FOR IMMEDIATE RELEASE
Contact: Donna L. Brock
ATLANTA (Jan. 7, 2016) — Clark Atlanta University (CAU) President Ronald A. Johnson today announced the establishment of the Atasha M. Murray Entrepreneurial Endowed Scholarship in CAU’s Whitney M. Young Jr. School of Social Work. The School’s Interim Dean Dorcas Bowles, Ph.D., accepted Murray’s $50,000 gift during a December 2015 campus presentation.
“This milestone gift,” said the President, “represents the kind of alumni engagement and support that transforms institutions and enriches the fabric of students’ experiences during and after their matriculation. It is further affirmation that our alumni across the nation are reconnecting and deepening their ties to the University as we mobilize for the future.”
Bowles added, “Ms. Murray’s actions illuminate the capacity of our academic program to equip graduates to become authentic change agents who bridge traditional, preconceived notions of what social work is. Her professional and civic model has essentially unboxed old myths and misconceptions about the practice. Her gift to the School now enables those who will follow her into the field to do the same.”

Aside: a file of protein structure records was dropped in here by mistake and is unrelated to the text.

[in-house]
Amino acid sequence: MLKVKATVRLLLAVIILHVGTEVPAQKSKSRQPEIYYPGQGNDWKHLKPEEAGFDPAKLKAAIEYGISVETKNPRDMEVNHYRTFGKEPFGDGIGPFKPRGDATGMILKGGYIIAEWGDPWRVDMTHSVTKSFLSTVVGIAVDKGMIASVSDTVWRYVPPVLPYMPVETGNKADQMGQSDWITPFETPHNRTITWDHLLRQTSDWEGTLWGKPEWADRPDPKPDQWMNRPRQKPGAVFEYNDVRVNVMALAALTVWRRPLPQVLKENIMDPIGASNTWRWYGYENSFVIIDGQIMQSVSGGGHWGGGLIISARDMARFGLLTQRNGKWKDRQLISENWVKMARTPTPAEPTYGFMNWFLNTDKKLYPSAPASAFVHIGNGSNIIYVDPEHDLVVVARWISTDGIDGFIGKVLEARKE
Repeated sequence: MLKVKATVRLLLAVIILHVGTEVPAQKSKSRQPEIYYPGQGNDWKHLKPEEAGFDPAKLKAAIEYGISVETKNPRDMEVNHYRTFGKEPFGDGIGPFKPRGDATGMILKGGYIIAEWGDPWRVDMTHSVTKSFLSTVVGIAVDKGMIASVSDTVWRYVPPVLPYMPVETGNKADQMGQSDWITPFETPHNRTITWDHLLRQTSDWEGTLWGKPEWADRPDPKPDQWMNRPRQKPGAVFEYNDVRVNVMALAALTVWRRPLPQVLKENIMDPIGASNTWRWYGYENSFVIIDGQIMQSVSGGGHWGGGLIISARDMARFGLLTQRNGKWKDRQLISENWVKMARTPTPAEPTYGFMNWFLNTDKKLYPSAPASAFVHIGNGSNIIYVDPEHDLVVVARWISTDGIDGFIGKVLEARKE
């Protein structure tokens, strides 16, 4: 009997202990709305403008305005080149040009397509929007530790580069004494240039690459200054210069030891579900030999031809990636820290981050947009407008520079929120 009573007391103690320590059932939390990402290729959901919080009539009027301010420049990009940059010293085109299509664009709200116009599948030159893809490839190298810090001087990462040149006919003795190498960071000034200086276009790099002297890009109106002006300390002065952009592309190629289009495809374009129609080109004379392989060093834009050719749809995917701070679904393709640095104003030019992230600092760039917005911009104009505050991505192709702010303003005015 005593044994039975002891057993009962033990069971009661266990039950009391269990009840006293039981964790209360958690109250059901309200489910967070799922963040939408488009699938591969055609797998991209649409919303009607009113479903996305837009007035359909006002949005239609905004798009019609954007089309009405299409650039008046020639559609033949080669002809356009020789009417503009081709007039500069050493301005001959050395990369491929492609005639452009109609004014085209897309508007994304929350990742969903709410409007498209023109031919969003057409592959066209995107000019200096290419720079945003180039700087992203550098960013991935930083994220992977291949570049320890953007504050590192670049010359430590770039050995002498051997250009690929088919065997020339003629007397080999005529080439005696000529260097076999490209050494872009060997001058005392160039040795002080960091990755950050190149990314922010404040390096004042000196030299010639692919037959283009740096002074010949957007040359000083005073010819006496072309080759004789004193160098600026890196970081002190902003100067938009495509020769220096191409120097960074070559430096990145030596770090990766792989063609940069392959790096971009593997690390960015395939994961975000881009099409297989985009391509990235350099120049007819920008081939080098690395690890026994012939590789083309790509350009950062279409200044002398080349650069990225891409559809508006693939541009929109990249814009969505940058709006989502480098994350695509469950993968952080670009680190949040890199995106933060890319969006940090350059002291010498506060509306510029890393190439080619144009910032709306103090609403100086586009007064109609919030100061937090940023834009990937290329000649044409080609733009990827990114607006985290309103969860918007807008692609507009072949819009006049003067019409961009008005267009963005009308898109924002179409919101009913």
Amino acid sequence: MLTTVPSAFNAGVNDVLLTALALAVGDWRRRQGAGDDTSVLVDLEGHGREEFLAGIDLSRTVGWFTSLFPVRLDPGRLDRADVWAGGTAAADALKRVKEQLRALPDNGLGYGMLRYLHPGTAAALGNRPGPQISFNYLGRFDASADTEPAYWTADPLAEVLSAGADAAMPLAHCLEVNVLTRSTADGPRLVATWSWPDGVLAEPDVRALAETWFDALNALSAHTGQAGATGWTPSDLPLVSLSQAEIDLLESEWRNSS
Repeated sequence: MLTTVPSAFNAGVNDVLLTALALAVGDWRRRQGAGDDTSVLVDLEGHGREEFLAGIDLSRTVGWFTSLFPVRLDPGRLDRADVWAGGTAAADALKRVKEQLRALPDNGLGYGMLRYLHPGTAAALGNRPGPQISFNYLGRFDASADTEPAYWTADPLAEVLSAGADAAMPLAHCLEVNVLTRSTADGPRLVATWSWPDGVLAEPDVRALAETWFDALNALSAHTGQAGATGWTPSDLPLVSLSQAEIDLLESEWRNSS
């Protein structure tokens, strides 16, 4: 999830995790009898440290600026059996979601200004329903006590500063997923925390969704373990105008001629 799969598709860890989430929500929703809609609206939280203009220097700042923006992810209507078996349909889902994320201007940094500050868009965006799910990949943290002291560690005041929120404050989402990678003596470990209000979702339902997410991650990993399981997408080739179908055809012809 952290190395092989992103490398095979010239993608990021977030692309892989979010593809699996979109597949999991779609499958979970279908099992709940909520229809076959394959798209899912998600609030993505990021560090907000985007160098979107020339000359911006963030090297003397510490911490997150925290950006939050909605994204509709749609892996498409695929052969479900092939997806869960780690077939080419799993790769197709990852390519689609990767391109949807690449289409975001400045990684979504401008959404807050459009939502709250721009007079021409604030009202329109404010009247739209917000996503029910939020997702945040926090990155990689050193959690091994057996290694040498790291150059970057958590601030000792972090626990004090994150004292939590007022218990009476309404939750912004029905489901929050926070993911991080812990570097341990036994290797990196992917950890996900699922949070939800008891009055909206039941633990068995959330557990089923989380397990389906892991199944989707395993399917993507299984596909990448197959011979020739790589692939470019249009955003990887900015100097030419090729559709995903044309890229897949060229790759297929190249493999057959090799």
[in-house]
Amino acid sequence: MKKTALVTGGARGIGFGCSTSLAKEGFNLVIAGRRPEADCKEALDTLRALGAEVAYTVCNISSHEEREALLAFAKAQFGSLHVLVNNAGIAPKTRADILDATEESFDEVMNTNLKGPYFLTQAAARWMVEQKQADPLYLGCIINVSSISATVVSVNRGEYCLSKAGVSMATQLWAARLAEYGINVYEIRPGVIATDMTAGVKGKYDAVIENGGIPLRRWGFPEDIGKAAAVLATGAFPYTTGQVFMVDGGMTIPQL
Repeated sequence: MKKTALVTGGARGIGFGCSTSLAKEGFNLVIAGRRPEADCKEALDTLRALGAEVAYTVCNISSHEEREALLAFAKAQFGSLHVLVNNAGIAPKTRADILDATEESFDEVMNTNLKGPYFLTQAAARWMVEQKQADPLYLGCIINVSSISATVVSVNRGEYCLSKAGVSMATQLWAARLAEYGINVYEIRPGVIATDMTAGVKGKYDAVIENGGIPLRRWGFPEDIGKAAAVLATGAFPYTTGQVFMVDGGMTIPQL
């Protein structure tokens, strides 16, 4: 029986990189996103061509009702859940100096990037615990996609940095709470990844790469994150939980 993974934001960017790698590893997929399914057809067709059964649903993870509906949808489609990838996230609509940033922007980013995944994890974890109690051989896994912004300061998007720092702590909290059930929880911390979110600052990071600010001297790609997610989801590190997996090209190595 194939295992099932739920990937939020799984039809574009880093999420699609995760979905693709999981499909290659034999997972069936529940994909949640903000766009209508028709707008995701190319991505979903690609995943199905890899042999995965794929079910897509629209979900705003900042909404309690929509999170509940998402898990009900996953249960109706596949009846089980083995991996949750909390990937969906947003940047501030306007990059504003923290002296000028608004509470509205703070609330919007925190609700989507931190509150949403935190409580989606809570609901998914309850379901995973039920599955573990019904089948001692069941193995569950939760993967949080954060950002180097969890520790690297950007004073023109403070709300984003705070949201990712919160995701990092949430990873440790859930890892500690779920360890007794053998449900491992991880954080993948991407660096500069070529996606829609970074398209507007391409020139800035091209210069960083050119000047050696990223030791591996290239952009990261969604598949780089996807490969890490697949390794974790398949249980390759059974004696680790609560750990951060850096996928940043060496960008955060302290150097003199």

Murray earned the MSW degree from Whitney M. Young Jr. School of Social Work in 2002. She is the founder and owner of Life Evolutions Behavioral Health Care LLC. The company provides mental health services for adults, children and families based upon comprehensive assessments designed to tailor individualized treatment plans. She funded the scholarship to benefit graduate students of social work who desire to become business owners in the field.
“I attended the University of Georgia as an undergraduate,” she said, “but it wasn’t until I came to Clark Atlanta that I found purpose. I was fortunate enough to receive funding while I was enrolled at CAU, so I felt it my responsibility to give back. The amount," Murray added, "isn’t as important as the act itself. Giving back is really all about having the right attitude to accomplish something, to do what you can to meet a need.”
Murray also noted that while her start as an entrepreneur was extremely tough, her tenacity has resulted in tremendous success. “I was up working when others were asleep. Many nights,” she confessed, “I wanted to walk away, but the decision to hang in there, focus and pursue my goal has proven to be very rewarding.”
“Alumni giving back are critical to the lifeblood of this institution, and students like Atasha are the reason I continue to serve,” said Bowles who returned to CAU to serve as the School’s interim dean in August 2015.
For more information on CAU’s Whitney M. Young Jr. School of Social WorkCategory: Social Work